Bowel Incontinence Care
What if a child has bowel incontinence?
A child with bowel incontinence who is toilet trained should see a health care provider, who can determine the cause and recommend treatment. bowel incontinence can occur in children because of a birth defect or disease, but in most cases it occurs because of constipation.
Children often develop constipation as a result of stool withholding. They may withhold stool because they are stressed about toilet training, embarrassed to use a public bathroom, do not want to interrupt playtime, or are fearful of having a painful or unpleasant bowel movement.
Similarly to adults, constipation in children can cause large, hard stools that get stuck in the rectum. Watery stool builds up behind the hard stool and may unexpectedly leak out, soiling a child's underwear. Parents often mistake this soiling as a sign of diarrhea.
Steps that help relieve anal discomfort:
- Washing the anal area after a bowel movement. Washing with water, but not soap, can help prevent discomfort. Soap can dry out the skin, making discomfort worse. Ideally, the anal area should be washed in the shower with lukewarm water or in a sitz bath. No-rinse skin cleansers, such as Cavilon, are a good alternative. Wiping with toilet paper further irritates the skin and should be avoided. Premoistened, alcohol-free towelettes are a better choice.
- Keeping the anal area dry. The anal area should be allowed to air dry after washing. If time doesn't permit air drying, the anal area can be gently patted dry with a lint-free cloth.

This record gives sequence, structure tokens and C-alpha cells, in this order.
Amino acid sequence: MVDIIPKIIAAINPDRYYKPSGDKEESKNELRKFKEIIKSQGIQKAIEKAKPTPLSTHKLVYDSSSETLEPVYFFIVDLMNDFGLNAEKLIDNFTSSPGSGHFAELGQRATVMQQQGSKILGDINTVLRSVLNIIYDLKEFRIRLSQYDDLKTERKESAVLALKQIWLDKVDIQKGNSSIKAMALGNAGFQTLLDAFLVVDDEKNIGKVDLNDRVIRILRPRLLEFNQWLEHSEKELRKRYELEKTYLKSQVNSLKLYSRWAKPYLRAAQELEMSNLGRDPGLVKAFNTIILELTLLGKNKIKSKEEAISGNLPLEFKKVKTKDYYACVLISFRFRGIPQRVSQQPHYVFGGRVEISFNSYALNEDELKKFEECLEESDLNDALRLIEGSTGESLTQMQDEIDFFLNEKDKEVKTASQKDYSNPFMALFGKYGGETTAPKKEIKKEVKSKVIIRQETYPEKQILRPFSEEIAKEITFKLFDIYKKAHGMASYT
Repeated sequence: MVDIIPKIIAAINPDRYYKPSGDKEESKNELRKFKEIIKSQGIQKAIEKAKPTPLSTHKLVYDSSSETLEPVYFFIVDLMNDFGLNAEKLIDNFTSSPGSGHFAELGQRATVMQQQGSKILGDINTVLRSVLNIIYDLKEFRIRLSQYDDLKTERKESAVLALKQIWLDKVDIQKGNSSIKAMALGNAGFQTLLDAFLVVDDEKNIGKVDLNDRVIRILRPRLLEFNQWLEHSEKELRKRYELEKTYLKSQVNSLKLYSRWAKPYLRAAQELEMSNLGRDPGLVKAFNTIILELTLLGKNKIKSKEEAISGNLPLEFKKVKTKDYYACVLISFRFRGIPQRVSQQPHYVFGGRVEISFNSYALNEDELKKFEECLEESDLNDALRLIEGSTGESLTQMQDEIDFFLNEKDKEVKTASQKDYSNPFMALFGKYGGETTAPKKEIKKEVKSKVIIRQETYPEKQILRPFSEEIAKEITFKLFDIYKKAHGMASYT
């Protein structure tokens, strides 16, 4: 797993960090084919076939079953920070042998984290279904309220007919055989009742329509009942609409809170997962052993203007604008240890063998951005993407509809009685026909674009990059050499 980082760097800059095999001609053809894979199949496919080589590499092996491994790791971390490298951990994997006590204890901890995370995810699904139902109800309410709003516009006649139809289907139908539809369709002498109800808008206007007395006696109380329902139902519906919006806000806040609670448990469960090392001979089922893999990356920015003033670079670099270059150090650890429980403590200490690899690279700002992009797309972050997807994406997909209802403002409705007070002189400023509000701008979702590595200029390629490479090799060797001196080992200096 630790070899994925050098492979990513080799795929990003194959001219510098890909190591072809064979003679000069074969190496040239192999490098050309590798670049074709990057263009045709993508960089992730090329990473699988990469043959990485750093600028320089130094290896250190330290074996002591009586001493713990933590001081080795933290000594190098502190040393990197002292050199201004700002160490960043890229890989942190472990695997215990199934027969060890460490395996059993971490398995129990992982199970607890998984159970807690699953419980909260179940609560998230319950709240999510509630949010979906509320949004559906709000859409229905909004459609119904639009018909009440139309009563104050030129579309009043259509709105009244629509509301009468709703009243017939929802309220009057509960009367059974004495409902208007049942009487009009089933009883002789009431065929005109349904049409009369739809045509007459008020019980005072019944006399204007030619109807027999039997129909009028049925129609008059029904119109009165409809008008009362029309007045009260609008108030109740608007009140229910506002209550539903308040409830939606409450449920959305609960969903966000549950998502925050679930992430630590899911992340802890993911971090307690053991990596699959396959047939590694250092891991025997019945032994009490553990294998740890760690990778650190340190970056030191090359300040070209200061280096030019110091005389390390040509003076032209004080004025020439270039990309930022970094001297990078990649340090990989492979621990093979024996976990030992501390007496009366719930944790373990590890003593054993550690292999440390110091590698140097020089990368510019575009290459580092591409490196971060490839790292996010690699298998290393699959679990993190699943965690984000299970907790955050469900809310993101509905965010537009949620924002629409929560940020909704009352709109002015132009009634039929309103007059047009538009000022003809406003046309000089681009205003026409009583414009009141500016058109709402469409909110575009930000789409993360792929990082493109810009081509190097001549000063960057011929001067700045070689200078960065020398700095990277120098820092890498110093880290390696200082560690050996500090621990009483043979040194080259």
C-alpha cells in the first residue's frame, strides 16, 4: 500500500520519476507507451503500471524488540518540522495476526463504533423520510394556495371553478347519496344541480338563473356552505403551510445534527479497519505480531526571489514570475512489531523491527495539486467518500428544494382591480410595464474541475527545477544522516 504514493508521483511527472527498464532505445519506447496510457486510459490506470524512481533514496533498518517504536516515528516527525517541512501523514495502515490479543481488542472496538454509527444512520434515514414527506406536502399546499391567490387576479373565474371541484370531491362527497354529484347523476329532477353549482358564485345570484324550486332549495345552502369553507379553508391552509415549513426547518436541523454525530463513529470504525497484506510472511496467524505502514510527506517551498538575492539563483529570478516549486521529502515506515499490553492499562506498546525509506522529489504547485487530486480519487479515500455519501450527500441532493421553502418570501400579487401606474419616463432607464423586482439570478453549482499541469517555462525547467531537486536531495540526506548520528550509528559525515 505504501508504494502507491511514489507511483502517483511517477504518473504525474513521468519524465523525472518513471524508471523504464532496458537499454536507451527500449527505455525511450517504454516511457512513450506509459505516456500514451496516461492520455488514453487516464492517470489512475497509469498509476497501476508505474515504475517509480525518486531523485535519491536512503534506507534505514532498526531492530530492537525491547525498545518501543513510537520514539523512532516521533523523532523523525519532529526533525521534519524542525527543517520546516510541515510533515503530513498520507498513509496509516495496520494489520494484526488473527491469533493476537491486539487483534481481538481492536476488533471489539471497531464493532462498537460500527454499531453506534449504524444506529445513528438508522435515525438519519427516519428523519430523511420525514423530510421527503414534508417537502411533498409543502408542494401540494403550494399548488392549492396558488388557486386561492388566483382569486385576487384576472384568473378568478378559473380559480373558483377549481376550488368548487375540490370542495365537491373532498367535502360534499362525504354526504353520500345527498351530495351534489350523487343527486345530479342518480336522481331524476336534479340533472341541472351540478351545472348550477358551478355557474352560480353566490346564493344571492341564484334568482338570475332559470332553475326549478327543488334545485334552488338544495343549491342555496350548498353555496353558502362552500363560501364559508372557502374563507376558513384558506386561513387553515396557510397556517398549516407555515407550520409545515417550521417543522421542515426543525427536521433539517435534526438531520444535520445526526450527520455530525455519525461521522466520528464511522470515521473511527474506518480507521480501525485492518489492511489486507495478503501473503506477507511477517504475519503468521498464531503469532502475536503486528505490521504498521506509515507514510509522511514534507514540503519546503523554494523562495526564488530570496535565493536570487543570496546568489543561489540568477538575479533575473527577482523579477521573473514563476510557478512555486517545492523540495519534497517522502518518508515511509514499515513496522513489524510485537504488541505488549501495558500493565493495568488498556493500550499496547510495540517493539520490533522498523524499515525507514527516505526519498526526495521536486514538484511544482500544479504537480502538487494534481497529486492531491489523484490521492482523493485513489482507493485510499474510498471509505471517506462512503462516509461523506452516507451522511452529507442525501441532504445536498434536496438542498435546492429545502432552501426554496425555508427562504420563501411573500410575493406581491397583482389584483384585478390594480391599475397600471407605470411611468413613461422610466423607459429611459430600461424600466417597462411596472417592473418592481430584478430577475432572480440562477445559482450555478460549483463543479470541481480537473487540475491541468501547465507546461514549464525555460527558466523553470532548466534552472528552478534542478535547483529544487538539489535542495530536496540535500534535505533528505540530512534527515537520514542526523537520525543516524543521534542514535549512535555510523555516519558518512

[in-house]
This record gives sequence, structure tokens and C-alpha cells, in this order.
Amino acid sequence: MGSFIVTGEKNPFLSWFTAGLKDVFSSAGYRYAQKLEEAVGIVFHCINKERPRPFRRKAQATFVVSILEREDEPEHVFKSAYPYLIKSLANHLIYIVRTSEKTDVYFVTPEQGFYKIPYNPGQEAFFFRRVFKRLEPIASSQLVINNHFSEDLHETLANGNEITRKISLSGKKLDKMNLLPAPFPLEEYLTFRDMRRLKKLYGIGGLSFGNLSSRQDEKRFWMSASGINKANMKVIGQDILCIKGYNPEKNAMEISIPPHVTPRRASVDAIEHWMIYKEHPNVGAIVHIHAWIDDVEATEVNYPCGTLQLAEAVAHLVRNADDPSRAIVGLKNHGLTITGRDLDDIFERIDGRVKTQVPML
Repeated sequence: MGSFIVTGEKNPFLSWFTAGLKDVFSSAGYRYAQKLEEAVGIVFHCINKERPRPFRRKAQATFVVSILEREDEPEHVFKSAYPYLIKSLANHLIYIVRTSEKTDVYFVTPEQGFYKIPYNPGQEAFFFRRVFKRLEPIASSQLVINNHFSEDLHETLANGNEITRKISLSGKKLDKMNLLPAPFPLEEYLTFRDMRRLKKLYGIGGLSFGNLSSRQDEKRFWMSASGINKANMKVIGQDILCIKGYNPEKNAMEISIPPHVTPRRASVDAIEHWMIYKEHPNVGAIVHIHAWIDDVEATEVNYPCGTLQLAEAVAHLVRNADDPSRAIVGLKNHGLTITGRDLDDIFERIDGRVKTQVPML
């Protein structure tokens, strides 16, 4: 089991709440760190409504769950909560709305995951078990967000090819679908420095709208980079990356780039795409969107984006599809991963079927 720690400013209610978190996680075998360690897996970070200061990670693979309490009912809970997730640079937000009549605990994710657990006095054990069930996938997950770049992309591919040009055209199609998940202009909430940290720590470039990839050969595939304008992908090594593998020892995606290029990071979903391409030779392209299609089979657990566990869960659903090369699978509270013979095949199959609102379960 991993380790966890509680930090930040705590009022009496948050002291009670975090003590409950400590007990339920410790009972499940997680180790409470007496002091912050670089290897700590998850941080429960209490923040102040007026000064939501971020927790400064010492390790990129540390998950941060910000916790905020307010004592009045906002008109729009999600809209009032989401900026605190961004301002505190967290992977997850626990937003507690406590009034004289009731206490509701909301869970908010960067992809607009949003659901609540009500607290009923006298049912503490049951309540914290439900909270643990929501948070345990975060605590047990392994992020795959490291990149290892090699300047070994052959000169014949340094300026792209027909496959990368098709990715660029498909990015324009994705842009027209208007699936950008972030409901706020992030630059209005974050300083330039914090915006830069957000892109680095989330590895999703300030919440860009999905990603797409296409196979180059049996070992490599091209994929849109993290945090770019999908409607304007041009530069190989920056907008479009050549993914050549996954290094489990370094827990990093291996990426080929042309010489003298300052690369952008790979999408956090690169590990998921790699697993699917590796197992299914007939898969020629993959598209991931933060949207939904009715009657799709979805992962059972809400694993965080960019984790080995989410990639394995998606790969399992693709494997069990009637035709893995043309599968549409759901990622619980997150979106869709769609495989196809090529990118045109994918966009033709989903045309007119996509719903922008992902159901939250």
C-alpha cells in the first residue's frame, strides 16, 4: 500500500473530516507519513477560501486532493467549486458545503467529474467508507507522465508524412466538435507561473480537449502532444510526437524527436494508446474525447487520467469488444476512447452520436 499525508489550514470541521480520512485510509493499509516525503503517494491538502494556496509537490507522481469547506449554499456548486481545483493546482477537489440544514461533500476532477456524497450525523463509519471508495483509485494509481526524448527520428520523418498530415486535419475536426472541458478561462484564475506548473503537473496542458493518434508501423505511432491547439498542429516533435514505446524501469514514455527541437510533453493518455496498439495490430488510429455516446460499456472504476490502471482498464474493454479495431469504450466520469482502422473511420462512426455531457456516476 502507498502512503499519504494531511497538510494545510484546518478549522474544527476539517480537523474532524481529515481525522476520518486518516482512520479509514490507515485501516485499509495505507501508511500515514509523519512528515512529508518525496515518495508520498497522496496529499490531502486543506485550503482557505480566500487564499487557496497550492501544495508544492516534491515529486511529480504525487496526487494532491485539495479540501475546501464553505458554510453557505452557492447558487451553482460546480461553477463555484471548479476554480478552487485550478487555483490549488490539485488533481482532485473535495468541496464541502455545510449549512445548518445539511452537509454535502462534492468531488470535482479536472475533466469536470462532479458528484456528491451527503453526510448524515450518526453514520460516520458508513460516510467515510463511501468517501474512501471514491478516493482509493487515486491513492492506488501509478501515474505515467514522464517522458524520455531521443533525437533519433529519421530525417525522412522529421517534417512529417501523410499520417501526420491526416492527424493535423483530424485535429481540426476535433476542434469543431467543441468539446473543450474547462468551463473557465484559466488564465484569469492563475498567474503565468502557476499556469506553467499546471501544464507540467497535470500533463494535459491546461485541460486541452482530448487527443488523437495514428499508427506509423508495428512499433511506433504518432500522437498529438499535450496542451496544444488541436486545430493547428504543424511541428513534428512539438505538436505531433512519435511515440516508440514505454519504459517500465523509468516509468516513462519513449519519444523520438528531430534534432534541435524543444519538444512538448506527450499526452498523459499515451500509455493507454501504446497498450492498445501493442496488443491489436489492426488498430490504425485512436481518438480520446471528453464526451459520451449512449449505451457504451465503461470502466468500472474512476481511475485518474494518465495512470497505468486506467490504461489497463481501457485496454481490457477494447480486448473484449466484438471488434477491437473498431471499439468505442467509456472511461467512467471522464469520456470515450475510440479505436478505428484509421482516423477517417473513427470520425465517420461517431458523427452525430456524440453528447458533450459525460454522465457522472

- Creating a moisture barrier. A moisture barrier cream that contains ingredients such as dimethicone - a type of silicone - can help form a barrier between skin and stool. The anal area should be cleaned before applying barrier cream. Patients, however, should talk with their health care provider before using anal creams and ointments.
- Using nonmedicated powders. Nonmedicated talcum powder or cornstarch can also relieve anal discomfort.
- Using wicking pads or disposable underwear. Pads and disposable underwear with a wicking layer can pull moisture away from the skin.
- Wearing breathable clothes and underwear. Clothes and underwear should allow air to flow and keep skin dry. Tight clothes or plastic or rubber underwear that blocks air can worsen skin problems.
- Changing soiled underwear as soon as possible.
NDDIC. Fecal Incontinence